'Doc' Ed Ricketts on Marine Biology in the Sea of Cortez:
Pelagic Rock Lobster, Sea Turtles, Porpoises, Tuna Water to the High Sierra?

Ricketts' Notes from the
Sea of Cortez

Gulf of California Trip
March-April 1940
[From The Outer Shores, Edited by Joel Hedgpeth]


1940 Excerpt of Doc Ed Ricketts' Journal from the Expedition to the Sea of Cortez

"16 March Saturday: In oily quiet water, 2 PM, in slight fog, over 50 fm bank N of Magdalena Bay. Tiny speared a sea turtle about 2 1/2 feet long. Probably Eretmochelys imbricata, tortoise-shell turtle. There were a couple of barnacle bases on the shell, and many hydroids which were preserved in 2 vials. There were 2 Planes minutus, pelagic crabs related to the Pacific Grove Pachygrapsus, male and female, together back of the tail under the flipper. We examined the intestinal tract for tapeworms. None obvious. From gullet to anus, the digestive tract was filled with a small lobster-like shrimp almost identical to the Monterey Bay and Puget Sound Minida, rock lobster (Pleuroncodes planipes Stimp.), of which a few near the gullet were whole enough to preserve. The gullet was lined with hard and sharp pointed spikes which apparently ground the shells of the lobsters. Fine adaptation to food supply by structure, or vice versa. So, in a half hour, we got to know in reality more about sea turtles than the average person hears in a lifetime. John saved the shell to cure for a playroom trophy."

"Group of new kind of porpoises (we have seen none since leaving Central California), gray where the others were brownish, slimmer, and with paddle-shaped probosces. Very fast, in great group, jumping in and out of the water the way porpoises characteristically do. Look like Tuna. This discontinuous distribution is another indication of the possible correctness of Cabrera's law of ecological incompatibility." [Steinbeck did not pick this up. A pity. J.W.H.]

They swim entirely by vertical movement of the laterally compressed tail. Blowhole opening and closing. Actually small whales.'

"The abundance of life here gives me a sense of exuberance. I can't get a full sense of enjoyment from the high Sierra because they're so barren. But here the surface is teeming with life, sea turtles, flying fish, pelagic rock lobsters, bonita, now these porpoises. And the ocean bed underneath is likely equally rich. And microscopically the water itself will be teeming with plankton. Tuna water."

"The completeness of the turtle - Planes minutus - hydroid - barnacle - Pleuroncodes (which is what the pelagic "rock lobster" turned out to be; the Mexicans called them "langustina") association is very pleasing. There was the whole thing laid out before us. The tremendous hordes of very hard-shelled little lobsters. The turtles with their gullets ideally adapted to using that type of food; grinding the gullet starting a digestive tract filled clear to the anus; they must be storing food in the form of fat - excess energy - for a barren season. And the hydroids and barnacles perching on the nearest attachment site, which happened (at the time the floating larvae were being liberated) to be that turtle shell. "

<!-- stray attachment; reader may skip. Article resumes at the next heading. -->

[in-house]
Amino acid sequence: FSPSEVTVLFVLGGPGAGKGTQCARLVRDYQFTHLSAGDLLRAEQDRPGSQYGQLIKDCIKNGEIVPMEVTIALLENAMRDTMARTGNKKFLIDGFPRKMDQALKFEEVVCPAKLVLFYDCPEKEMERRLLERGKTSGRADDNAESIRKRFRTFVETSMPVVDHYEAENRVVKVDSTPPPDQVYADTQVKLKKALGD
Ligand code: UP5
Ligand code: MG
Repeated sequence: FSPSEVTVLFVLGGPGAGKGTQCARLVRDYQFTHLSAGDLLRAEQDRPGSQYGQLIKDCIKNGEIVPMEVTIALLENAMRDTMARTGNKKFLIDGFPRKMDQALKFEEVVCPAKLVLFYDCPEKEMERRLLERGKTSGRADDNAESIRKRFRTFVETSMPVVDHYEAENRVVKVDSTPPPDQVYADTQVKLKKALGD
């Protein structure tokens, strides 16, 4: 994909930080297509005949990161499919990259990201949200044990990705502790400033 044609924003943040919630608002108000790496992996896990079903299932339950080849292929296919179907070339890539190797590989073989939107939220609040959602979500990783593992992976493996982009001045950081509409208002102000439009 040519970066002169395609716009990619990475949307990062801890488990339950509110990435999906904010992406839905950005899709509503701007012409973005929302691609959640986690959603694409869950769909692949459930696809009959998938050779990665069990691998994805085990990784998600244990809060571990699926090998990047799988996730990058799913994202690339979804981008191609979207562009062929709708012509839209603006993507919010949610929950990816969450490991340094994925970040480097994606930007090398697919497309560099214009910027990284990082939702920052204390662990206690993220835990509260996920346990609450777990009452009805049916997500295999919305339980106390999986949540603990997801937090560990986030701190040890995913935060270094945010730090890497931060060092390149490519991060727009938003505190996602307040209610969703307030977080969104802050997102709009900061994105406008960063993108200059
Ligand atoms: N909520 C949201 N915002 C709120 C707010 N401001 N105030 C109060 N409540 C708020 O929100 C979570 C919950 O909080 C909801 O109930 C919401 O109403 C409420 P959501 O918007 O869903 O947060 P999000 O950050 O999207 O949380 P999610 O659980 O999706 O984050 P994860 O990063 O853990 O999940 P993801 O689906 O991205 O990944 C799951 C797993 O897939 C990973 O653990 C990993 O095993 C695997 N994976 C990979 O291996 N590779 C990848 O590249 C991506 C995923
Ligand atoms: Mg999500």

"5 PM above: About 70 miles No of Pt. Lazaro, hosts of brilliantly red (shrimp pink) Pleuroncodes planipes Stimpson (p.163 Schmit 1921), looking very beautiful against the ultramarine of Tuna water. In March, 1859, it was thrown ashore in considerable numbers at Monterey, California (Stimpson). One of those queer years, probably, when ocean currents transported a lot of typically southern forms northward."* *Note by Hedgpeth: "It reappeared at Monterey in 1960, a hundred years later."

"17 March Sunday: 2 AM passed Pt. San Lazaro on the 1 to 4 shift which Tony and I had; 2nd lighthouse apparently never did show up. Another of the bad coastwise points where you change course. Like Cedros Island passage, where it's always bad, even in good weather (or like Cape Horn), and when it's bad it's horrid."

"5:30 AM awakened by motor idling; John was catching a great bunch of Pleuroncodes planipes again. Several female ovig. Said he started to see them as soon as it was light."

"2 small dolphins, Coryphaena equisetis Linn, of the most startling beautiful, and rapidly changing colors. Smaller was 3 1/4 hands long. This is another case of the everywhere-appearing forms described many years back in Sweden by Linnaeus, father of modern zoology, Darwin's godfather intellecutally.*

*Joel Hedgpeth note: "Linnaeus was not the father of modern zoology. As for Darwin, who needs a godfather with a real, albeit incredible grandfather like Erasmus?"


Reflections & Observations
by
Robert 'Roy' J. van de Hoek
Field Biologist & Geographer
Sierra Club
and
Wetlands Action Network
Director of Research and Restoration
25 May 2002

It's unbelievable to me that the field notes of Ed Ricketts from 62 years ago can be so vibrant and alive with meaning. It will be interesting to compare Ed Ricketts' journal with the passage that John Steinbeck wrote in the Sea of Cortez. It is a well known fact to some literary critics and some marine biologists that Ed Ricketts gave his field notes to John Steinbeck. It was these field notes that John Steinbeck relied upon to write the narrative of the Sea of Cortez.